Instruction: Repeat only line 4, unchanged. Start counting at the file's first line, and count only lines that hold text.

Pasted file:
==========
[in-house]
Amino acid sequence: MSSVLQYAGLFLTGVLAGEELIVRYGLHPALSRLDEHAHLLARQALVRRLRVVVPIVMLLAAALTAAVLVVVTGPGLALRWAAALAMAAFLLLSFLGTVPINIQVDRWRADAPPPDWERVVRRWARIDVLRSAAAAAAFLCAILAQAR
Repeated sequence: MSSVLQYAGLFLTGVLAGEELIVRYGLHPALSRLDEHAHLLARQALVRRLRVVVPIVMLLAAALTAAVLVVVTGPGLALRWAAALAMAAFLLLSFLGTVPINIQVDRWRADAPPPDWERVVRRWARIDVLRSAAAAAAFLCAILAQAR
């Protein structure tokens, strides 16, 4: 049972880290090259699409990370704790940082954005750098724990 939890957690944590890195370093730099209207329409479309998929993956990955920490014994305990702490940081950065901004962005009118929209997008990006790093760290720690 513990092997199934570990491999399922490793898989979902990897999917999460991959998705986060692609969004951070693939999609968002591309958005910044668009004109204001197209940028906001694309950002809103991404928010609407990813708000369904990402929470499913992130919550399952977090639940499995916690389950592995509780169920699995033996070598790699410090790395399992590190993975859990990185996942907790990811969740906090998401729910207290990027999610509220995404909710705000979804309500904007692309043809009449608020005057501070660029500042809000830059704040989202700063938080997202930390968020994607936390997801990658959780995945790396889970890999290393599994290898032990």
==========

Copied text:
């Protein structure tokens, strides 16, 4: 049972880290090259699409990370704790940082954005750098724990 939890957690944590890195370093730099209207329409479309998929993956990955920490014994305990702490940081950065901004962005009118929209997008990006790093760290720690 513990092997199934570990491999399922490793898989979902990897999917999460991959998705986060692609969004951070693939999609968002591309958005910044668009004109204001197209940028906001694309950002809103991404928010609407990813708000369904990402929470499913992130919550399952977090639940499995916690389950592995509780169920699995033996070598790699410090790395399992590190993975859990990185996942907790990811969740906090998401729910207290990027999610509220995404909710705000979804309500904007692309043809009449608020005057501070660029500042809000830059704040989202700063938080997202930390968020994607936390997801990658959780995945790396889970890999290393599994290898032990």